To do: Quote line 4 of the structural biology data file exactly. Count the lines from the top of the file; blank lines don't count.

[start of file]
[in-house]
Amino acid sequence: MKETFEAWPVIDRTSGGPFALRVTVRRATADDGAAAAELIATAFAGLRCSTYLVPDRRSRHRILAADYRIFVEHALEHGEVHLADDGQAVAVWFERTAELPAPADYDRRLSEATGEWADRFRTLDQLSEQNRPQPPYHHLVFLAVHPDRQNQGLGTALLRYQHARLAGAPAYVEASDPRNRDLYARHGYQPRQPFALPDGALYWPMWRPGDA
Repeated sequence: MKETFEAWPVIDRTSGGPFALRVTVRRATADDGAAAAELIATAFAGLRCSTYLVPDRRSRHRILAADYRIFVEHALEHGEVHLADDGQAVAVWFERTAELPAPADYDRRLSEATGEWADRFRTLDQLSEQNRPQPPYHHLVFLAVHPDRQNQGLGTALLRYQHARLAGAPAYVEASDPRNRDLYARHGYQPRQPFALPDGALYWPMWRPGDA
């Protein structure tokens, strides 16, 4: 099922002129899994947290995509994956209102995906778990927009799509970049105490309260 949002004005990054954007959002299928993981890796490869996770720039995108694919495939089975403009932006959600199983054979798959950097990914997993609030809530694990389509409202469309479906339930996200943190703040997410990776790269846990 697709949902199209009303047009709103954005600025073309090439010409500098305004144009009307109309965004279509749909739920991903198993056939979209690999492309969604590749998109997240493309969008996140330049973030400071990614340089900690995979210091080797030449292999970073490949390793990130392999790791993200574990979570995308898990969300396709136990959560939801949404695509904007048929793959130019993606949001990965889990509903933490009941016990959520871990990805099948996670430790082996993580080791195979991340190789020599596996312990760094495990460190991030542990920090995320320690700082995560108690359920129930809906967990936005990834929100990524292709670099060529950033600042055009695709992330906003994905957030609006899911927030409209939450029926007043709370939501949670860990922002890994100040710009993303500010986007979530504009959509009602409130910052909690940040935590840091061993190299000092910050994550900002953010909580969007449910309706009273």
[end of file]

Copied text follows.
């Protein structure tokens, strides 16, 4: 099922002129899994947290995509994956209102995906778990927009799509970049105490309260 949002004005990054954007959002299928993981890796490869996770720039995108694919495939089975403009932006959600199983054979798959950097990914997993609030809530694990389509409202469309479906339930996200943190703040997410990776790269846990 697709949902199209009303047009709103954005600025073309090439010409500098305004144009009307109309965004279509749909739920991903198993056939979209690999492309969604590749998109997240493309969008996140330049973030400071990614340089900690995979210091080797030449292999970073490949390793990130392999790791993200574990979570995308898990969300396709136990959560939801949404695509904007048929793959130019993606949001990965889990509903933490009941016990959520871990990805099948996670430790082996993580080791195979991340190789020599596996312990760094495990460190991030542990920090995320320690700082995560108690359920129930809906967990936005990834929100990524292709670099060529950033600042055009695709992330906003994905957030609006899911927030409209939450029926007043709370939501949670860990922002890994100040710009993303500010986007979530504009959509009602409130910052909690940040935590840091061993190299000092910050994550900002953010909580969007449910309706009273």